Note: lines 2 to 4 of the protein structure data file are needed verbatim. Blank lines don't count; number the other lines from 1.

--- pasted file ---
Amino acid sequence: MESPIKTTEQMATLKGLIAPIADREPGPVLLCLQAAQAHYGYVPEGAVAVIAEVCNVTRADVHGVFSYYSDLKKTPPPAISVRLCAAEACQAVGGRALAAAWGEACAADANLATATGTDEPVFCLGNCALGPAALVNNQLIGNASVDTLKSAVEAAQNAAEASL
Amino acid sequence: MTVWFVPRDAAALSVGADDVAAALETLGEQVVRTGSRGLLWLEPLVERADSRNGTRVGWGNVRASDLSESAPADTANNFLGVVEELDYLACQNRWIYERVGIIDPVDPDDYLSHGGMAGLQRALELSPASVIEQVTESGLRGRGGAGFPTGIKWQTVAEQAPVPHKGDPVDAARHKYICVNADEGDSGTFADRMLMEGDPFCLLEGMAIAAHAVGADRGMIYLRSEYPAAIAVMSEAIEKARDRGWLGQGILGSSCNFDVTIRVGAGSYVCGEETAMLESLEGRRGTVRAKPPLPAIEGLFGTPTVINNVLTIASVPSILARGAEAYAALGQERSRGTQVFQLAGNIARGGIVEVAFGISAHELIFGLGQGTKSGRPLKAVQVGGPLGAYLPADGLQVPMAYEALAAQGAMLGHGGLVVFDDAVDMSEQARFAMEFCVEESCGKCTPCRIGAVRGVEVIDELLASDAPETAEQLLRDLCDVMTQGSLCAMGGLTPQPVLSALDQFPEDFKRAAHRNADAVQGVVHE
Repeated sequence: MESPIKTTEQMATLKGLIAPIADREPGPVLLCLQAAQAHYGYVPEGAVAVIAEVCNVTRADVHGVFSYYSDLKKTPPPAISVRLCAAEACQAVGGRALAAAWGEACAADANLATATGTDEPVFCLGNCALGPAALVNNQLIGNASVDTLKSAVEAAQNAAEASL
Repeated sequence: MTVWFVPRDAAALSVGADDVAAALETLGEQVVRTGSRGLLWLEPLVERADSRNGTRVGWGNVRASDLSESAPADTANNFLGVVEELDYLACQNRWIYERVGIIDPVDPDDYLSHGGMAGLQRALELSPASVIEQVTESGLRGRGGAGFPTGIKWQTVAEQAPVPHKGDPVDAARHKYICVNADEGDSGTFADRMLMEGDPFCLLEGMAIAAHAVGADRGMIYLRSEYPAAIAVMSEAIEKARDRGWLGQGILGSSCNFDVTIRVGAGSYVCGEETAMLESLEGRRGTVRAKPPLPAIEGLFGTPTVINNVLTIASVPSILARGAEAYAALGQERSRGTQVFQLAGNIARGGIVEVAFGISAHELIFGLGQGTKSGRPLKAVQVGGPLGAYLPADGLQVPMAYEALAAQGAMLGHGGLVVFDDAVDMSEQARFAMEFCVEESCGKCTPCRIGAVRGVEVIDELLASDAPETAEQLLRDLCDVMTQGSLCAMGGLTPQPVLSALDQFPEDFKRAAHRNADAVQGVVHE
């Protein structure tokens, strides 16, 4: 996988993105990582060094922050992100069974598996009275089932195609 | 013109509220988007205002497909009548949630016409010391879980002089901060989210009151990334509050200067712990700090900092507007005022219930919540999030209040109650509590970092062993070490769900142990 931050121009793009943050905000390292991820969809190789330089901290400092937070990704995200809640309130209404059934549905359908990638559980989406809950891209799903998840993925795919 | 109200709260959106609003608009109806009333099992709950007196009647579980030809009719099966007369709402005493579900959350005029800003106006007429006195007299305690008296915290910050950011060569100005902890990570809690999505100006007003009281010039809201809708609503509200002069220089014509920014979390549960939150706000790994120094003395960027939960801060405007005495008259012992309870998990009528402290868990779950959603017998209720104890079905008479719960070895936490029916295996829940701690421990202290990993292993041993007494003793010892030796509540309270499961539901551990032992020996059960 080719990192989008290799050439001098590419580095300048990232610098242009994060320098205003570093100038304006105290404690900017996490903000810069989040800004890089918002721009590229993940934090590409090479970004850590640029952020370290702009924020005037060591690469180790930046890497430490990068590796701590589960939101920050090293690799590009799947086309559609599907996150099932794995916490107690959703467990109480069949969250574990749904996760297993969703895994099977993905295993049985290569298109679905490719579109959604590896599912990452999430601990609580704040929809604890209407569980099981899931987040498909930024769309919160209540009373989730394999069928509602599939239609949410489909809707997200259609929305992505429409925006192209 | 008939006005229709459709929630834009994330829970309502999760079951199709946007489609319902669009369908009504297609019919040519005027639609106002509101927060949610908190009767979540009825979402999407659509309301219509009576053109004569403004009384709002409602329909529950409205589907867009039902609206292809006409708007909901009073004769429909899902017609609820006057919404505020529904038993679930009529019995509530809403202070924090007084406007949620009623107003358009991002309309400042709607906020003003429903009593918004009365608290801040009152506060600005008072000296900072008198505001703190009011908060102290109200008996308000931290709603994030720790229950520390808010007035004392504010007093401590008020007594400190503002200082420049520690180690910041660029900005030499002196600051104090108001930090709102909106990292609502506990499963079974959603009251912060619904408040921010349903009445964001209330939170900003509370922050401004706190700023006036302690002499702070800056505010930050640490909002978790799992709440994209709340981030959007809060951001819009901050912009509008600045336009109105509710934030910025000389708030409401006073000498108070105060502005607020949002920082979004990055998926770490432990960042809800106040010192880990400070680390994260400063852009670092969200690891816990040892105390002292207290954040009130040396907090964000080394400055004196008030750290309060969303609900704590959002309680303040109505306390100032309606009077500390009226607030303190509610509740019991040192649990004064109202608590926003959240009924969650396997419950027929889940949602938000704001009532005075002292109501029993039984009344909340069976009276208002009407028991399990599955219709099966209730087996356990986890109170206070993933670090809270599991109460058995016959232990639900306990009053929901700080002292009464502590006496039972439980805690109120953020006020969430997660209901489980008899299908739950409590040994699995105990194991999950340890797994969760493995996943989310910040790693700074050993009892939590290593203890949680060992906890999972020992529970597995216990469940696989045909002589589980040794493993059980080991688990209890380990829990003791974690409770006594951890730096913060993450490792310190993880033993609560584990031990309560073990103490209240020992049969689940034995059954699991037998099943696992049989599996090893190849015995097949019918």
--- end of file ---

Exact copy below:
Amino acid sequence: MTVWFVPRDAAALSVGADDVAAALETLGEQVVRTGSRGLLWLEPLVERADSRNGTRVGWGNVRASDLSESAPADTANNFLGVVEELDYLACQNRWIYERVGIIDPVDPDDYLSHGGMAGLQRALELSPASVIEQVTESGLRGRGGAGFPTGIKWQTVAEQAPVPHKGDPVDAARHKYICVNADEGDSGTFADRMLMEGDPFCLLEGMAIAAHAVGADRGMIYLRSEYPAAIAVMSEAIEKARDRGWLGQGILGSSCNFDVTIRVGAGSYVCGEETAMLESLEGRRGTVRAKPPLPAIEGLFGTPTVINNVLTIASVPSILARGAEAYAALGQERSRGTQVFQLAGNIARGGIVEVAFGISAHELIFGLGQGTKSGRPLKAVQVGGPLGAYLPADGLQVPMAYEALAAQGAMLGHGGLVVFDDAVDMSEQARFAMEFCVEESCGKCTPCRIGAVRGVEVIDELLASDAPETAEQLLRDLCDVMTQGSLCAMGGLTPQPVLSALDQFPEDFKRAAHRNADAVQGVVHE
Repeated sequence: MESPIKTTEQMATLKGLIAPIADREPGPVLLCLQAAQAHYGYVPEGAVAVIAEVCNVTRADVHGVFSYYSDLKKTPPPAISVRLCAAEACQAVGGRALAAAWGEACAADANLATATGTDEPVFCLGNCALGPAALVNNQLIGNASVDTLKSAVEAAQNAAEASL
Repeated sequence: MTVWFVPRDAAALSVGADDVAAALETLGEQVVRTGSRGLLWLEPLVERADSRNGTRVGWGNVRASDLSESAPADTANNFLGVVEELDYLACQNRWIYERVGIIDPVDPDDYLSHGGMAGLQRALELSPASVIEQVTESGLRGRGGAGFPTGIKWQTVAEQAPVPHKGDPVDAARHKYICVNADEGDSGTFADRMLMEGDPFCLLEGMAIAAHAVGADRGMIYLRSEYPAAIAVMSEAIEKARDRGWLGQGILGSSCNFDVTIRVGAGSYVCGEETAMLESLEGRRGTVRAKPPLPAIEGLFGTPTVINNVLTIASVPSILARGAEAYAALGQERSRGTQVFQLAGNIARGGIVEVAFGISAHELIFGLGQGTKSGRPLKAVQVGGPLGAYLPADGLQVPMAYEALAAQGAMLGHGGLVVFDDAVDMSEQARFAMEFCVEESCGKCTPCRIGAVRGVEVIDELLASDAPETAEQLLRDLCDVMTQGSLCAMGGLTPQPVLSALDQFPEDFKRAAHRNADAVQGVVHE